Addicted to Email

I have a friend who jokes there are always three people in her bed: herself, her husband, and her Blackberry.  I was in California last week on vacation with my family and witnessed people typing away on their Blackberries while at Disneyland, with their children tugging at their pants legs, asking to go see Cinderella.  I was presenting a seminar yesterday, and one participant kept looking up to say, "Would you repeat that"? not because I wasn’t clear, but because she wasn’t paying attention to me—you got it—checking her email during class.  Examples abound but the bottom line is Americans are addicted to email.  Slaves to the Send/Receive button, countless workers sit at their desks, waiting for the next Desktop Alert, beep, cursor change, envelope in the system tray, whatever trigger prompts their Pavlovian response to interrupt whatever they are doing and check it.  And unopened email!  A present—for me!  Someone loves me.  Many workers allow themselves to get sucked in the email vortex for an entire day and not actually complete any work.  And then we blame the sheer mass for sucking all of our time, rather than acknowledging the reality: you are controlled by your email. 

A new study released July 26 by AOL in partnership with Opinion Research Corporation reveals that more Americans are using portable devices to email around the clock from virtually anywhere—even in the bathroom and at church.  Even more dangerously, 53% of respondents admit to tapping away *while driving.*  Some other interesting statistics:

* 83% of email users are checking while on vacation;

* 59% of those with portable devices are using them to check email every time a new message arrives.

* 43% of users keep the device nearby when they are sleeping to listen for incoming email.

*  15% describe themselves as "addicted to email" (really? only 15%?)

These statistics are just sad.  AOL was extolling this like a virtue, of course, that you can stay connected anywhere, anytime.  I think it’s a dangerous message.  We’re teaching people that in order to be productive and be a valuable worker, you have to be "always on," give up your private time, and check email at all hours of the night.  Portable devices are very convenient when you’re traveling for business, sitting on an airplane, in a taxi, driving as a passenger in a car with nothing better to do, at a business conference to stay in touch with the office, waiting to pick you kid up from soccer, etc.  There are certainly and definitely valuable uses for handhelds and they can be quite handy.  But be very careful about throwing yourself upon the altar of email addiction and sacrificing the quality of your life balance and time with your loved ones.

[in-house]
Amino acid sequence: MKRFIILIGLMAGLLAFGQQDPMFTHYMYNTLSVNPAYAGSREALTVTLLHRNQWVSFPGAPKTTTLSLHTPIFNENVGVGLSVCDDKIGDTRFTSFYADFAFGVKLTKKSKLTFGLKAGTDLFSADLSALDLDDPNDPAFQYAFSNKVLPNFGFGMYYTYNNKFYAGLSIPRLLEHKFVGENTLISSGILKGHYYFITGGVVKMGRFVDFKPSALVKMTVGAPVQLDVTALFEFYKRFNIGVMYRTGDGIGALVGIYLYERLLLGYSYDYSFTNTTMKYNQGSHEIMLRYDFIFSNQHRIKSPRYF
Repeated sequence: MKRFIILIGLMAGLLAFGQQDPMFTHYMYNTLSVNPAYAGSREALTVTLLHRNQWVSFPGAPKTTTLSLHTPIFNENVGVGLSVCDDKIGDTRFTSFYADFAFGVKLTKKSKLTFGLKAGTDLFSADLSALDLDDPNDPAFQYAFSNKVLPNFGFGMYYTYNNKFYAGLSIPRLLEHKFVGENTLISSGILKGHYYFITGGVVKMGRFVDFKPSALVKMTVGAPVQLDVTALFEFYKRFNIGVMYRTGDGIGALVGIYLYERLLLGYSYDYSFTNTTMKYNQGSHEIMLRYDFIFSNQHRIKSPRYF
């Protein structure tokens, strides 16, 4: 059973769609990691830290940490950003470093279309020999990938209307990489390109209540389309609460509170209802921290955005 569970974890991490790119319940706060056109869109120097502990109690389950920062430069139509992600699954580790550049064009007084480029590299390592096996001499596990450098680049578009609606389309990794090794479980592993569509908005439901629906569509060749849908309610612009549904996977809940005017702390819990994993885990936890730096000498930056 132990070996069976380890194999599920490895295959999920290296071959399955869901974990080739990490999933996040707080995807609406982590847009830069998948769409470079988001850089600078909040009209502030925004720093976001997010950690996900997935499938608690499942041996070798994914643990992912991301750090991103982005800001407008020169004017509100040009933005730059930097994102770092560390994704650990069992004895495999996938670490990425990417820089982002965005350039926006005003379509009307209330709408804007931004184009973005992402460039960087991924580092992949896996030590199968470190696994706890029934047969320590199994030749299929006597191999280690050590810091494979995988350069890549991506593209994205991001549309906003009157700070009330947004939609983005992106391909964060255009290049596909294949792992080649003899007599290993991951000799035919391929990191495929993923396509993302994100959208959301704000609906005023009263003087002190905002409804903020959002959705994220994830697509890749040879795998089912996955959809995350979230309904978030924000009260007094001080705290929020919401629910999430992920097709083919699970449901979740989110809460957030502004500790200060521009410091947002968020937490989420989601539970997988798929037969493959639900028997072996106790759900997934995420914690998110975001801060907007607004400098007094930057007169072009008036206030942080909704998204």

The big differentiating factor is control.  If you shut your Outlook down completely for an hour, would you be able to resist checking?  Can you turn off your device for two hours while having a nice dinner with a spouse without thinking about it constantly?  Would you get hives if your Blackberry wasn’t charged?  Do you feel like the world is going to end?  I’m not here to judge you and neither should anyone else—only you know—intuitively—whether you have a problem.  Time to control yourself rather than letting technology control you.  If you think it’s bad now, just wait to see what happens in a couple years.

   

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Comments

  1. Your statistics are shocking, but unfortunately they don’t surprise me. I was reluctant to get a Blackberry when I was offered one at work, but I have learnt to change the settings to ensure it is a productivity tool rather than a distraction.

    Just last week I wrote a post describing how I used my Blackberry

    http://www.darktea.co.uk/blog/productivity/6-ways-my-blackberry-has-helped-my-productivity/

  2. I recently switched jobs and my new company, though more technical, doesn’t allow senior management to carry BlackBerry’s because of the effect on personal lives. I am liberated without my crackberry and loving it!!

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